If you are worried about the lack of fresh food in the shops, it’s time to rethink your take on salads and look a bit closer at what is growing in and around your garden and greenhouse.
Beat the fresh veg shortage by using some alternative salad ingredients instead. I’ve never been a great fan of lettuce, maybe it was the bland iceberg lettuces that were widely available when I was growing up. Or perhaps it was because I was lucky enough to grow up with an allotment where we grew all sorts of fruit and veg to feed the family and where leafy veg were easy to grow, fast to crop and many were excellent salad ingredients.
These days I do grow some lettuce plants, but mostly because they are fast to grow, easy to grow and they make good fillers for a homegrown salad. That said, so far this year I have not sown any lettuce leaf salads, yet.
Alternative garden salad
But if I take a wander around the garden, I can easily create a bowl of salad from the leaves growing in and around my plot. I do rely on several perennial vegetables and many of these are fantastic salad stalwarts especially in late winter and early spring. First is the perennial kale, Taunton Deane Cottager’s Kale. The tough outer leaves are fed to my hens, but the new leaves are tender and delicious raw. I pick them with secateurs and then tear the stems out adding the rest of the leaves to the salad bowl. It’s tasty and fresh and rich in vitamins and often forms the bulk of a salad.
Then I add the fresh chopped leaves of my Babington leeks, these add taste and bulk to the salad with a mild garlic flavour. I left a clump of beetroot in the raised beds. They didn’t amount to much in terms of roots, but right now they have a decent crop of leaves. Again, the winter ravaged leaves are vitamin rich treats for the hens, but inside the small ruby red tinged leaves are delicious, as are the leaf stems chopped up for the salad. They add an earthy taste and vibrant colour to the salad bowl. If I put a cloche over the top, it will keep the leaves forming to fill the salad bowl again and again. I’ve also got a few spinach chard plants that are also leafing up, they will be another filler for the salad bowl until my spring sowings get growing. Plus, some rootling around uncovered some marjoram leaves to add more flavour to the offering. Once you know what grows where on your plot you can keep an eye out for spring shoots. I’ve got a huge clump of lovage which starts sprouting into grown in March. The first pink leaves are soft and delicious, they are also quite bulky and can help fill a salad bowl when ingredients are sparse. Plus, I found some lamb’s lettuce seedlings which are perfect for salad and some garlic chives.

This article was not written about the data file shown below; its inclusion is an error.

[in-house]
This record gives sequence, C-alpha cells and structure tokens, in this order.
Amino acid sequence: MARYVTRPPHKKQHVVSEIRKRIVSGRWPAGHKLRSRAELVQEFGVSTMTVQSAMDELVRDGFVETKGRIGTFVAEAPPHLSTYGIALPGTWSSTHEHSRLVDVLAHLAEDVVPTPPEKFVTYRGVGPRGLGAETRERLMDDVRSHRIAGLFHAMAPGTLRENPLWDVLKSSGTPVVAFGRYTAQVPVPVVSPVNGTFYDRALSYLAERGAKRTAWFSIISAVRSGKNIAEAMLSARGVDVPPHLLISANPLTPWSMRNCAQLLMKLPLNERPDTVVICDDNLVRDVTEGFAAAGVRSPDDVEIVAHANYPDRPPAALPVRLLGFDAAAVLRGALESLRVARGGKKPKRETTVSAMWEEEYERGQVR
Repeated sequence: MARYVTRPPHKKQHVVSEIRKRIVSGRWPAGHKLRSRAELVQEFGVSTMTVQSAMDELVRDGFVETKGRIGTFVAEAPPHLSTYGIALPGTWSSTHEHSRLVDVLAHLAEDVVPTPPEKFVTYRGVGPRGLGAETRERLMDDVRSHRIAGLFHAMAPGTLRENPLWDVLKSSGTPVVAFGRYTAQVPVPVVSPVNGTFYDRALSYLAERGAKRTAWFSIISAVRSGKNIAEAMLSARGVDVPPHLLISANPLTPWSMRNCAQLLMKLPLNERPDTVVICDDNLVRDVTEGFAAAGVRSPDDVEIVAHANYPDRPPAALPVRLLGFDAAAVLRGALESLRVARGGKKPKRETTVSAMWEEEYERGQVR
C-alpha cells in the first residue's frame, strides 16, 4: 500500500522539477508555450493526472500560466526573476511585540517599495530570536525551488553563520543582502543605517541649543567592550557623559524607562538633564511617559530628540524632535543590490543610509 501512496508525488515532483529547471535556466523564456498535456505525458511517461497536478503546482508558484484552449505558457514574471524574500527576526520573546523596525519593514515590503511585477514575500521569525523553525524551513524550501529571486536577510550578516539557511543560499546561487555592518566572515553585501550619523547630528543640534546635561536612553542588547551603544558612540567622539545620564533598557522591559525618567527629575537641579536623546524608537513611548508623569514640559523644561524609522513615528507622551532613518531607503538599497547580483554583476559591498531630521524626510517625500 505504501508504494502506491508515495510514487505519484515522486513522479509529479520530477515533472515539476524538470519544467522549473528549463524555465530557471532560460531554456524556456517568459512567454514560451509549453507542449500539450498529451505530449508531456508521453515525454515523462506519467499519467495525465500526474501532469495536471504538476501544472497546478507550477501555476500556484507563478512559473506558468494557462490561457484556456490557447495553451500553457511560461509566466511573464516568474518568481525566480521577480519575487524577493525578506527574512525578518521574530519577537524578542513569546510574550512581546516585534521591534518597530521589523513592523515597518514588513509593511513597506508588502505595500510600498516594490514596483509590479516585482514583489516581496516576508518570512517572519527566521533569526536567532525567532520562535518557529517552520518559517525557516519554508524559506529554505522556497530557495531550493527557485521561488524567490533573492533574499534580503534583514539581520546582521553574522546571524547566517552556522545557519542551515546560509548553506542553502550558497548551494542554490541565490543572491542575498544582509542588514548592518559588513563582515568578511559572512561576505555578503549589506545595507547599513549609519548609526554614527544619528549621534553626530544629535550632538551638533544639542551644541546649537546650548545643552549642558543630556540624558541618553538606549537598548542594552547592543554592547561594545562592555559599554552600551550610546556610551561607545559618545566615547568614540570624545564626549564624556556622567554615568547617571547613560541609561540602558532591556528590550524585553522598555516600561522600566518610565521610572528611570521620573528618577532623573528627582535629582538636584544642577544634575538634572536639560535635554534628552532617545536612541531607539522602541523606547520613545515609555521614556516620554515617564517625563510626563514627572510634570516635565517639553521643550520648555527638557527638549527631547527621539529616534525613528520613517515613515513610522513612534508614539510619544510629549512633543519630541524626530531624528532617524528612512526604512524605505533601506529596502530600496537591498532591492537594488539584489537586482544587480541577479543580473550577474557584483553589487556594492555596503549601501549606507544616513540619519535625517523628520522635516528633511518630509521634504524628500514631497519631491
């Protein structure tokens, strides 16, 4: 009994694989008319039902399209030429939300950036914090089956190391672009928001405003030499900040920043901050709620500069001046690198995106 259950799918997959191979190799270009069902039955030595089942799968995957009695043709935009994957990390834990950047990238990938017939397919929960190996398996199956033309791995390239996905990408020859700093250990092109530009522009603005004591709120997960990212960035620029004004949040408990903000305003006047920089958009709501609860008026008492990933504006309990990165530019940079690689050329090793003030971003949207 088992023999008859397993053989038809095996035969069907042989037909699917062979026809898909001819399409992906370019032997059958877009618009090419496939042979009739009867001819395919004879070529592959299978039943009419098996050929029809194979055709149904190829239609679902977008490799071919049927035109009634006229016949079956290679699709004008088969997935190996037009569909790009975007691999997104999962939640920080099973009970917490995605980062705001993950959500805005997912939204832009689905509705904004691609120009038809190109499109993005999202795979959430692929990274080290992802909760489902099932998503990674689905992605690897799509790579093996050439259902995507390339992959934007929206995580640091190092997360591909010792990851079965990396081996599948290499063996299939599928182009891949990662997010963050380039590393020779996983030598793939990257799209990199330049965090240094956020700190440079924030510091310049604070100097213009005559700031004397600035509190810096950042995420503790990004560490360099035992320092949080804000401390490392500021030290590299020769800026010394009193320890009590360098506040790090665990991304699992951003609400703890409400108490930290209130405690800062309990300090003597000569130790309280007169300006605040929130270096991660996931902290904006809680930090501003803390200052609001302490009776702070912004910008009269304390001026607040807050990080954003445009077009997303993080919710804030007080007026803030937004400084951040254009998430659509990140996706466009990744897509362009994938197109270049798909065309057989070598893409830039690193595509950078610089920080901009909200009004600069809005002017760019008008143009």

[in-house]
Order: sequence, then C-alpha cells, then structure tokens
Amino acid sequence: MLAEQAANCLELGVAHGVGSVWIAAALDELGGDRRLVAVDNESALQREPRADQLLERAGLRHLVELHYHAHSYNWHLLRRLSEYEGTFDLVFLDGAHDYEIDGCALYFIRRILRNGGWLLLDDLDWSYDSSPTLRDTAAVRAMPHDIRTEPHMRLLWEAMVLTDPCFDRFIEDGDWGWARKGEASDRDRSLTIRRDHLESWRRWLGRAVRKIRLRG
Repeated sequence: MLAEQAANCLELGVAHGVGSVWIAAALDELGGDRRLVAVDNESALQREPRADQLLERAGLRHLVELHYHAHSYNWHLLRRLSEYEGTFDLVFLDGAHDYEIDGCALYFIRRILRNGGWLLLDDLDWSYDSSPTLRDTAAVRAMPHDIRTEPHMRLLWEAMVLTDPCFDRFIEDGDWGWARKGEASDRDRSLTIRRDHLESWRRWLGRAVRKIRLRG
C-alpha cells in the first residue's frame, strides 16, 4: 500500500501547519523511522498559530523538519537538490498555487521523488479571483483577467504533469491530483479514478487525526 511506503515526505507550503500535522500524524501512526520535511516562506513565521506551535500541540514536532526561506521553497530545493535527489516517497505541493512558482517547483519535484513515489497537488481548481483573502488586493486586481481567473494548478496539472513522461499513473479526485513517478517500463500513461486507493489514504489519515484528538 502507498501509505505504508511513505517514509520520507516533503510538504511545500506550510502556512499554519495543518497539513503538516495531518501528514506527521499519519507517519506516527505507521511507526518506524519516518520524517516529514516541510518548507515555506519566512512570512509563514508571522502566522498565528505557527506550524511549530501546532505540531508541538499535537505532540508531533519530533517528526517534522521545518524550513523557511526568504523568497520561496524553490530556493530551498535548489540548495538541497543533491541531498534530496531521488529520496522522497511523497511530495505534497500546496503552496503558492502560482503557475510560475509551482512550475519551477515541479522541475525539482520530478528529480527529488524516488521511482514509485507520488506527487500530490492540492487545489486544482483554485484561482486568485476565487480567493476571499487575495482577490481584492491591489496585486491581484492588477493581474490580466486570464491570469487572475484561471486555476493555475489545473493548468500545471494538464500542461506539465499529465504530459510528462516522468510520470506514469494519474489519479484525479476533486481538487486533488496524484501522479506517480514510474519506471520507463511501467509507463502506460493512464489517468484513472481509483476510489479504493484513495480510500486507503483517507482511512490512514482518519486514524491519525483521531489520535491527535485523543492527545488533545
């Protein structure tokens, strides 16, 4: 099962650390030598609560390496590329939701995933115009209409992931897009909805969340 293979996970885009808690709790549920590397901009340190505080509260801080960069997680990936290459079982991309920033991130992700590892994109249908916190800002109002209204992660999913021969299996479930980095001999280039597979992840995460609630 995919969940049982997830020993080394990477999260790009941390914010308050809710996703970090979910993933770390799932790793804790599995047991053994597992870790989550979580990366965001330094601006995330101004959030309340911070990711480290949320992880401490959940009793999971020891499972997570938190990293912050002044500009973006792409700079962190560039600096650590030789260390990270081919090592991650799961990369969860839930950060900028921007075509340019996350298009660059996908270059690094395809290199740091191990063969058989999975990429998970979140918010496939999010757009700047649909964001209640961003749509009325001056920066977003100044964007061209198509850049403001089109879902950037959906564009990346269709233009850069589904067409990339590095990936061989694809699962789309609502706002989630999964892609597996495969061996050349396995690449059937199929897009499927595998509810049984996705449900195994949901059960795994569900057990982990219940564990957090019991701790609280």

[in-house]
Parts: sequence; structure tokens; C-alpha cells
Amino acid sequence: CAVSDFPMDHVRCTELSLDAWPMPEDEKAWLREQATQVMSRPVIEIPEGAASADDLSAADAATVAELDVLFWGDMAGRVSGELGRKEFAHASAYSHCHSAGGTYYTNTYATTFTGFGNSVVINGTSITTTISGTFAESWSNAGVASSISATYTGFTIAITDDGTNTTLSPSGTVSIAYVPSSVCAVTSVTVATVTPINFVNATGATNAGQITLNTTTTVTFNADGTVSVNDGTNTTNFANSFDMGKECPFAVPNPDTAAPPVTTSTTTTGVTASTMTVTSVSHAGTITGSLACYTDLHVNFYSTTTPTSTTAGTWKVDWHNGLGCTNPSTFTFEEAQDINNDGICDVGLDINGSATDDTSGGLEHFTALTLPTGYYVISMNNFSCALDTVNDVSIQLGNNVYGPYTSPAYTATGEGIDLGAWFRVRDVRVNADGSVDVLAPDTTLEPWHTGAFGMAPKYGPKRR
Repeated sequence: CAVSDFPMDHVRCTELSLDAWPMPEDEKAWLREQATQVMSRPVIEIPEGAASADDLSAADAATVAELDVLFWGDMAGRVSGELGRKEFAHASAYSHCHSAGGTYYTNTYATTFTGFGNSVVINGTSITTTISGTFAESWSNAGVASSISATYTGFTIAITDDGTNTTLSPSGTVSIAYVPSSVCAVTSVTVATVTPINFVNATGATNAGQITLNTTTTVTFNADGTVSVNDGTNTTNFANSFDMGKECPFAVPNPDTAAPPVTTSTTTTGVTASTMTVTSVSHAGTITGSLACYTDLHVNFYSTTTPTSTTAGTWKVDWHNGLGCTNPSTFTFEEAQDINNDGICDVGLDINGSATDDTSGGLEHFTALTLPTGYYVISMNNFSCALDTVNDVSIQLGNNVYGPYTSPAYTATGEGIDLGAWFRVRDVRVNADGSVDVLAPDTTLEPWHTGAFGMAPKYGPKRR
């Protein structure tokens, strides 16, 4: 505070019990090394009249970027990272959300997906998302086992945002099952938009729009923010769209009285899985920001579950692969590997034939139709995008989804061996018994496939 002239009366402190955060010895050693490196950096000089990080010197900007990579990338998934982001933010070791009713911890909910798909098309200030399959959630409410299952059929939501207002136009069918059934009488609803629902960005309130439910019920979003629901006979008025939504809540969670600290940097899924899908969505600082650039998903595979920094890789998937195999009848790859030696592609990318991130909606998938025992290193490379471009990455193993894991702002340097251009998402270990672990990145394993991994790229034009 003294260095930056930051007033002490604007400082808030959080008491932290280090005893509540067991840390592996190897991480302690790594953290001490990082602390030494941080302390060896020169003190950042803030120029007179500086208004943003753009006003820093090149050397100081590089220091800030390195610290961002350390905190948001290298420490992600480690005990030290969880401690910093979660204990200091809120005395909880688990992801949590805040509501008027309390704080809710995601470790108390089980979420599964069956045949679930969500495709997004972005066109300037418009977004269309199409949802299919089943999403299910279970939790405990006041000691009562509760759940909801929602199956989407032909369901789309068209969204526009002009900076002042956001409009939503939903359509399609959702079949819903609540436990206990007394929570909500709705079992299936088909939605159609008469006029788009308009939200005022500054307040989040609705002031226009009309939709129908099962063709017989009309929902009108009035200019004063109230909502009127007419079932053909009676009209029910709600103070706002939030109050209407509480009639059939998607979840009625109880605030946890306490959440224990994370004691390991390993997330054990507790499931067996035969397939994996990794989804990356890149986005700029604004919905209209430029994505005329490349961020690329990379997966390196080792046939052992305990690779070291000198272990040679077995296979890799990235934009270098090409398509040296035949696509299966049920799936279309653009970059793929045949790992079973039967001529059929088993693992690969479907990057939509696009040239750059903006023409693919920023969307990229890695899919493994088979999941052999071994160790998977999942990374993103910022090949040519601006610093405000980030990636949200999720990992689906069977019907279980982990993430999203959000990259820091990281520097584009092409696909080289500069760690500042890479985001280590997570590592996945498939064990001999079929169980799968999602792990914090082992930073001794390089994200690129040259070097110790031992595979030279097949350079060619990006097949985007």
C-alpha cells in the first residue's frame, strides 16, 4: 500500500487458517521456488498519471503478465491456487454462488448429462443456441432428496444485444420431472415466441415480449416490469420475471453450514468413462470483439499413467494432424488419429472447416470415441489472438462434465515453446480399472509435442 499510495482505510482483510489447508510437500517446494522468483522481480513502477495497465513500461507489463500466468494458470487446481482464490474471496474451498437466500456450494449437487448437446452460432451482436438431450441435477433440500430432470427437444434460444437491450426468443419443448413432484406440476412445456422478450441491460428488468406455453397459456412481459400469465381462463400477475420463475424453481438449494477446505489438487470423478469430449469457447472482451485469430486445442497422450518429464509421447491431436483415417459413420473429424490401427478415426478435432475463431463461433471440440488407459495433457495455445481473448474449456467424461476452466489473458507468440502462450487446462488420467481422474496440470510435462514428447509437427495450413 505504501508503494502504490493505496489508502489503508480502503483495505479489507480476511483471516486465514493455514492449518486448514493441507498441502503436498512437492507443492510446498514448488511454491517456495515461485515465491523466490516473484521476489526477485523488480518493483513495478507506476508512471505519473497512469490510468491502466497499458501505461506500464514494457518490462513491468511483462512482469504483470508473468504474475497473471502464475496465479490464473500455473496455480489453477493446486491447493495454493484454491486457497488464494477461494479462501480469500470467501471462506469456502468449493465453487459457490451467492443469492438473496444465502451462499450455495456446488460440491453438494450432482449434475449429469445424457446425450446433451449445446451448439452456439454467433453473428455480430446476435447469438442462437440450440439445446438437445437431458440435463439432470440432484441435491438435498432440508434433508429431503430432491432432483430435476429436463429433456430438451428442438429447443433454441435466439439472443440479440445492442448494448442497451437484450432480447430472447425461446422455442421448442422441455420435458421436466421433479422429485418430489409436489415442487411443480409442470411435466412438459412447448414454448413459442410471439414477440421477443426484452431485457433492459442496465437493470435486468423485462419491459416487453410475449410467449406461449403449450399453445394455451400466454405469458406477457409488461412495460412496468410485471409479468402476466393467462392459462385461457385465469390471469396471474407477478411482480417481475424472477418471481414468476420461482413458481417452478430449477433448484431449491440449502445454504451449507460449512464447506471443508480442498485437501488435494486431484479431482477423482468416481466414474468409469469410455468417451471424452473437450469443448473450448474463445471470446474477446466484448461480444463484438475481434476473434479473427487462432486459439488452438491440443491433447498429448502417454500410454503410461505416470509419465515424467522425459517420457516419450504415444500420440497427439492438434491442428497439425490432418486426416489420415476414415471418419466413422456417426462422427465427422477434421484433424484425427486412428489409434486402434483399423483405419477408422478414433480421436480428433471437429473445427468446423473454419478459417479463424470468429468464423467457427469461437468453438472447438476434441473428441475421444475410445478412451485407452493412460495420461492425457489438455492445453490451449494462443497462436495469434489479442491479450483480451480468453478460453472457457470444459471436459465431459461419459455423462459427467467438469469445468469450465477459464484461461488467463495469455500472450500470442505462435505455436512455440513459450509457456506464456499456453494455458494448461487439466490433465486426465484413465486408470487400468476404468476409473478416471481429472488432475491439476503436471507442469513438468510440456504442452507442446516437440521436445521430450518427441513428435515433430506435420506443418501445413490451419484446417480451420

The next ingredients for my alternative salad bowl are added from the greenhouse. Inside the protection of my glasshouse, I have a few amazing plants that spice up my menus. First is a clump of wild rocket, it’s a perennial and starts into growth much earlier in the greenhouse. Just a few leaves of this spicy leaved plant chopped up small lift any salad into orbit in terms of taste. Plus, the flavour bursts add drama to the salad bowl. Then the ginger rosemary provides a few tasty morsels to fire up the tastebuds and add the wow factor to my salad. I pick the youngest leaves and chop them up small, you don’t need much and even ‘normal’ rosemary will do. I’m not a huge fan of mint in savoury meals, but I think you can get away with adding mint leaves to homegrown salads, especially if you grow something like basil mint. This perennial beauty will keep growing through the winter into spring, long before I start sowing basil seeds. It’s a winter stalwart that transforms all sorts of culinary dishes. Plus, it’s really easy to grow, you can take cuttings and share them and it tastes fab too.
Salads from seed
With the threat of cold weather imminent I haven’t got started sowing in the greenhouse yet, apart from the all-essential pea shoots and broadbeans. Both of which were sown back in January and are now generating fleshy leaves, succulent stems and in the case of the peas, tasty tendrils too. The salad now has taste, texture, bulk and so much more. And of course, all the plants that you have harvested leaves from will keep growing making more for your next homegrown bowl of flavour.
Don’t forget the value of wild food too. Once you’ve filled your salad bowl from your garden and greenhouse have a look a bit further afield at what’s growing wild. You might be surprised at the wild food growing locally. But before you add it to the salad bowl you need to be absolutely sure of your identification skills. If in any doubt don’t. Sign up for a foraging course to learn the basics and then you can embellish your menus for free. One of the most prolific wild plants for salads and more is wild garlic. You can smell it in the woodlands in spring and the young leaves are a fantastic ingredient not just for salad but for pesto and so much more too. Have a look out for hedge garlic which is another great salad ingredient, the seeds taste a bit like mustard and the roots have a mild horseradish flavour.